What APR Is Considered Good? APR Ranges Explained
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Your credit card’s APR (annual percentage rate) indicates how much interest your issuer will charge you when you roll a balance over from one month to the next.
Unless you’re applying for a card with a fixed interest rate, you won’t know what your APR will be until after you’re approved, as the issuer evaluates your credit history and profile.
In general, a good credit score may improve your odds of being approved for a lower APR, but that’s not always the case. Plus, the type of card you’re applying for will also affect your APR. If you’re applying for a luxury rewards card or a card designed to help you rebuild credit, for example, those tend to come with higher interest rates.
“It’s not unusual for cards aimed at folks with very good to excellent credit to still have high APRs,” said Matt Schulz, chief credit analyst at LendingTree. “For example, the Chase Sapphire Reserve®’s purchase APR is 16.99%-23.99% Variable, and the Marriott Bonvoy Brilliant™ American Express® Card‘s purchase APR is 15.74%-24.74% Variable.”
For some financial products, such as mortgages and loans, there’s a difference between your APR and your interest rate. But when it comes to credit cards, your APR and your interest rate are the same thing.
What is a good credit card APR?
Many credit cards are advertised as having an APR range, and you won’t know your rate until you’re approved. Note that when discussing credit card APR, the rate that’s typically referenced is the regular purchase APR — the rate that applies to purchases on the card.
You may also read about a card’s balance transfer APR, which is the rate that applies when moving debt from one card to another. If you take out a cash advance with your card, that will be subject to a higher cash advance APR. Finally, if you pay late, your issuer can raise your rate immediately to a penalty APR.
A recent analysis by LendingTree found that the average APR among all current credit card accounts is 14.52%, and for cards accruing interest it’s 15.78%. For new credit card offers, the average APR is 19.30%.
Because your APR is influenced by your credit profile, it’s smart to check your credit score before applying for a new card. For applicants with really good credit, the average APR offered on a new card is 15.69%. But for applicants with much worse credit, it’s 22.90%, according to LendingTree statistics.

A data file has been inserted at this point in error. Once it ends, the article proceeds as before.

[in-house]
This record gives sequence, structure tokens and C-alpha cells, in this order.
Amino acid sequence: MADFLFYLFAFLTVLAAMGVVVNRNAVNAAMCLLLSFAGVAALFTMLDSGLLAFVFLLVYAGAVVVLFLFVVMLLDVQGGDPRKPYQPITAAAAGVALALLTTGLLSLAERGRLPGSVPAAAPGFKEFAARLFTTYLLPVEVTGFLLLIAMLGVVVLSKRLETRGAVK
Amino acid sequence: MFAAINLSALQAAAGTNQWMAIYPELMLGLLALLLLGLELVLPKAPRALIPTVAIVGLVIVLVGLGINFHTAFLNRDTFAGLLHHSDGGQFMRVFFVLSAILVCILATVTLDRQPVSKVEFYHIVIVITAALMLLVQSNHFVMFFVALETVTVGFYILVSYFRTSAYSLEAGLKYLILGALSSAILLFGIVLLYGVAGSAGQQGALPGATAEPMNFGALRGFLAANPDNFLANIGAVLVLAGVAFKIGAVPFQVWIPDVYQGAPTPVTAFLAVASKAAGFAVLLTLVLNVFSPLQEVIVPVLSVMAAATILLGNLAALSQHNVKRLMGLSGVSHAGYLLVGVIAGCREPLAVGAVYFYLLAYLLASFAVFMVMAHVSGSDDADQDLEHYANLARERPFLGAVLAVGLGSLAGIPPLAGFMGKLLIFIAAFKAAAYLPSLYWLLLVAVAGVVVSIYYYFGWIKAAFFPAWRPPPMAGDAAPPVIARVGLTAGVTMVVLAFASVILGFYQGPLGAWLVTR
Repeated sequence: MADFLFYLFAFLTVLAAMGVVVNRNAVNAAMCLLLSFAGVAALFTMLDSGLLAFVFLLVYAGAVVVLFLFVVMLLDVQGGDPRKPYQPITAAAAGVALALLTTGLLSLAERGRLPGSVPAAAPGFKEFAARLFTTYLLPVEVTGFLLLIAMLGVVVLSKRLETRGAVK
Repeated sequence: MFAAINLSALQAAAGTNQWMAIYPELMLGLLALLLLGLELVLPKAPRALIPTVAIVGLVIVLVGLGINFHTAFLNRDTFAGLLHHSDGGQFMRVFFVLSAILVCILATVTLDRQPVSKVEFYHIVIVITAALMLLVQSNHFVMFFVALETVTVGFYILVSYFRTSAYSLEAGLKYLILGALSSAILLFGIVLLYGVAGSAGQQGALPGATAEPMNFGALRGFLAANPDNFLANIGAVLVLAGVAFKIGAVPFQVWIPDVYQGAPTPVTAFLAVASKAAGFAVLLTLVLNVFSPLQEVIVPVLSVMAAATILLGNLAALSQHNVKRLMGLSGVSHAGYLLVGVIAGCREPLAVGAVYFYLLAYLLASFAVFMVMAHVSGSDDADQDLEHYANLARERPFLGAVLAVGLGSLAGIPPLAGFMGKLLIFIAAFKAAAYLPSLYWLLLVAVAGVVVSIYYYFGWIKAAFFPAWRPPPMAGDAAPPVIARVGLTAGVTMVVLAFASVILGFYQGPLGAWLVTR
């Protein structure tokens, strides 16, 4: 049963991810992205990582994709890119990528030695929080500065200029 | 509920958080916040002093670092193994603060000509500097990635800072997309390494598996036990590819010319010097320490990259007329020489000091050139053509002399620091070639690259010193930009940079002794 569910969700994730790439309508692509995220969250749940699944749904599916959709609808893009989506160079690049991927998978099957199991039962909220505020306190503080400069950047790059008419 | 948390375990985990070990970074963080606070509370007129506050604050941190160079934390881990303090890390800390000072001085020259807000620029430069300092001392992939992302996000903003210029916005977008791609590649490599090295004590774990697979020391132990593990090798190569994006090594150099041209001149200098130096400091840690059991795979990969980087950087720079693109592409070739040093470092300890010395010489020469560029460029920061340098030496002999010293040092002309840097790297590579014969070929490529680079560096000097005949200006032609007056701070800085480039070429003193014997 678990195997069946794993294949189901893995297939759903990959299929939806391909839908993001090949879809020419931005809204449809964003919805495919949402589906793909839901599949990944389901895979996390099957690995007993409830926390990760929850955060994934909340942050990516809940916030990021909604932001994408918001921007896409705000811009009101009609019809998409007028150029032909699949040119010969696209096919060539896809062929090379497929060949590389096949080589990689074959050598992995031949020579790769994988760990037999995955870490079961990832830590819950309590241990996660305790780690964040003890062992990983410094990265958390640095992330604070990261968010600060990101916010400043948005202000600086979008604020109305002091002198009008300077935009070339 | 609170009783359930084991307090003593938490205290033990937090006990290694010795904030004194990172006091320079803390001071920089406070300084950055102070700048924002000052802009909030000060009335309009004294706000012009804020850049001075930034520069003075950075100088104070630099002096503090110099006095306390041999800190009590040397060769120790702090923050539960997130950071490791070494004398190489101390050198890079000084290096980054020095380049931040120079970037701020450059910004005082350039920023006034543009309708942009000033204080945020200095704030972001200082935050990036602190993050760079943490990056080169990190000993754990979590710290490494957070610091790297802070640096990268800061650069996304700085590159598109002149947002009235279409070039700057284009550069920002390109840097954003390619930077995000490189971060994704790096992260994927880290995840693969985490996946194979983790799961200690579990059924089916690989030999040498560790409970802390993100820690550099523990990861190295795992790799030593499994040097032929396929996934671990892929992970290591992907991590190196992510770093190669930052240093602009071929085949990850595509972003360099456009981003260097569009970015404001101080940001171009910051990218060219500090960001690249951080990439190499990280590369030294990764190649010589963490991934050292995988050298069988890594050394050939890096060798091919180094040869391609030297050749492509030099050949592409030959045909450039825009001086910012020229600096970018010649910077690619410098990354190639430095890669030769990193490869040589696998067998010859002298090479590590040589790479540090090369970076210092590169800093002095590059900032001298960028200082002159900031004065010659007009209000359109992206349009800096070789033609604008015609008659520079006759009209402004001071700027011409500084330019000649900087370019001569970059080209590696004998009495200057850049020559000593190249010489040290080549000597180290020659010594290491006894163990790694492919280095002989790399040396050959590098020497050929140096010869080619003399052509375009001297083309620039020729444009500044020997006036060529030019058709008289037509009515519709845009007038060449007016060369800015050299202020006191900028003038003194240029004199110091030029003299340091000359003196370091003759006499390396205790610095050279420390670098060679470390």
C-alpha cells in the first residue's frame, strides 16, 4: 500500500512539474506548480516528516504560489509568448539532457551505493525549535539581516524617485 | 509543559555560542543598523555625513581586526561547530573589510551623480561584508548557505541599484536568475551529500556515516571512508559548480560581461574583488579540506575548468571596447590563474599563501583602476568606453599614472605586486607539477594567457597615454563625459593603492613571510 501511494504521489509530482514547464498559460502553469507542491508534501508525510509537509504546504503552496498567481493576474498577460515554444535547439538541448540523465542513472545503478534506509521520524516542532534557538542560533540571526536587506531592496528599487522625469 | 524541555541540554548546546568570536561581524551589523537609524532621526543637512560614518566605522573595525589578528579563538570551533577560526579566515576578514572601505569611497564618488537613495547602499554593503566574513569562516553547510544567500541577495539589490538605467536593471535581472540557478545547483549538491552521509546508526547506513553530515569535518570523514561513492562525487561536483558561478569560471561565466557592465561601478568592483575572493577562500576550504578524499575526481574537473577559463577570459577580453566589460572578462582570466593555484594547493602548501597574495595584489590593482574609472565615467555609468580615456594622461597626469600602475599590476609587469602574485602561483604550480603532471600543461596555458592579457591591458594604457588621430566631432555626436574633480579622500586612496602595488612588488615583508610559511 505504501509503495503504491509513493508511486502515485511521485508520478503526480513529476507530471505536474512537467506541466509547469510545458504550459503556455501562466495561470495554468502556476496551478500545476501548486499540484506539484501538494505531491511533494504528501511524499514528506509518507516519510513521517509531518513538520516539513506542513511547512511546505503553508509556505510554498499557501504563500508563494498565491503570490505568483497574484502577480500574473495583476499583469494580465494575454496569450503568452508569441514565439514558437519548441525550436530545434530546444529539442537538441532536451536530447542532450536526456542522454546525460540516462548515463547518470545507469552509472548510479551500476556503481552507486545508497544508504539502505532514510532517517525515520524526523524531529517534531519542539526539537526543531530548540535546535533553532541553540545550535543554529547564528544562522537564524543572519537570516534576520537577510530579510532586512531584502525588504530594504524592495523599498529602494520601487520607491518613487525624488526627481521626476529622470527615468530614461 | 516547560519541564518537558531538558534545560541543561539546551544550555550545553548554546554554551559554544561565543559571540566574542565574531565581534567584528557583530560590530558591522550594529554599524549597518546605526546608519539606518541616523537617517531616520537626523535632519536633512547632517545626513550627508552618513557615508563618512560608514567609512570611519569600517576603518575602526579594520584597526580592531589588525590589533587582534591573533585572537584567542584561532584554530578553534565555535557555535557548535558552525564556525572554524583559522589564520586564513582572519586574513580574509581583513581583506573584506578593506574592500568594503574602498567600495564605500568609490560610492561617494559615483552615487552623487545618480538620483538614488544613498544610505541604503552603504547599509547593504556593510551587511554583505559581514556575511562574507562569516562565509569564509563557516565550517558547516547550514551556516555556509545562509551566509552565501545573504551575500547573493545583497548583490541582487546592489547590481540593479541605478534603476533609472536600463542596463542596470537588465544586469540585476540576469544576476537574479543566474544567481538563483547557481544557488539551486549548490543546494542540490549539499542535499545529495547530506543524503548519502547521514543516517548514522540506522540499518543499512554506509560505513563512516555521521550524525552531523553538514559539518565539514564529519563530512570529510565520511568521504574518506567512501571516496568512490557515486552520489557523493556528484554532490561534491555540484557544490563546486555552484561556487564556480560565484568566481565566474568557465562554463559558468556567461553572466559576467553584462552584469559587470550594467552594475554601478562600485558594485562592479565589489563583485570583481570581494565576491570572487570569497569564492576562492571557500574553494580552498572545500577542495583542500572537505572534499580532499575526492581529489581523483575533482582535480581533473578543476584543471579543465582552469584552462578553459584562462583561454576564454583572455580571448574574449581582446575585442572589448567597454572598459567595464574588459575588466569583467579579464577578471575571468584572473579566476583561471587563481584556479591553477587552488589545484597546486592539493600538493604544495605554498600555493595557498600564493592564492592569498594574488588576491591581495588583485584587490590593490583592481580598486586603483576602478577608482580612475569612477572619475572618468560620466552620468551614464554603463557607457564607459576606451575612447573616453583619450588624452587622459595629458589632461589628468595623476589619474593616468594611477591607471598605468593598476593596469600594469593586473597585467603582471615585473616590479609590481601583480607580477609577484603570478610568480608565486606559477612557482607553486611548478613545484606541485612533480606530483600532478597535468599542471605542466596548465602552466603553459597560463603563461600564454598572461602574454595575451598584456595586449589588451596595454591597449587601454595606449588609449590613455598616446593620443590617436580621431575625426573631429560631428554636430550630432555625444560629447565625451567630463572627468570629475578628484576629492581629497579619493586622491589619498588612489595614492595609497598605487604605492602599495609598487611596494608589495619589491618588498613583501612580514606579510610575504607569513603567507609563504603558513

“The last thing you want to do is apply for a card thinking that you’ll get a 15% APR and end up with a 24% APR because your credit wasn’t good enough,” Schulz said. “That can be a really unpleasant surprise.”
How to evaluate credit card APRs
When considering a new card, it’s important to shop around and compare rates, Schulz said.
“There really are differences among cards and among issuers,” he said. “Watch for offers in your snail mail. Consider making a call to your current credit card issuer. Do your homework before you apply.”
If you’re looking at a card on an issuer’s website, look for the “terms and conditions” section. That’s where you should be able to find the card’s APR details.
Notably, store cards and cards for people with bad credit are two types of credit cards that are likely to have very high APRs.
Below, we’ll examine how to evaluate a card’s APR in a couple different scenarios.
If you pay your card off in full
Most credit cards offer a grace period, which is the time between when your billing cycle ends and when your bill is due, and by paying your balance off in full before the grace period ends you can avoid incurring interest charges. In this situation, a credit card that offers cash back, points or miles is the way to go, because any rewards you earn won’t be negated by interest charges you’ll accrue if you revolve a balance.
However, since rewards cards typically have higher APRs than non-rewards cards, it’s crucial that you stick to a budget that allows you to regularly pay your card off in full.
Through a review of cards available on LendingTree, as well as from top issuers, we’ve compiled a list of some of the best rewards cards around and their APRs:
- The Blue Cash Preferred® Card from American Express comes with a regular purchase APR of 13.99%-23.99% Variable. Earn 6% Cash Back at U.S. supermarkets on up to $6,000 per year in purchases (then 1%), 6% Cash Back on select U.S. streaming subscriptions, 3% Cash Back at U.S. gas stations and on transit (including taxis/rideshare, parking, tolls, trains, buses and more), 1% Cash Back on other purchases. To see rates & fees for Blue Cash Preferred® Card from American Express please click here.
- The Chase Freedom Flex℠ offers a regular purchase APR of 14.99% - 23.74% Variable. Earn 5% cash back on eligible purchases in rotating categories, 5% on travel purchased through Chase, 3% on dining and drugstores, and 1% on all other purchases.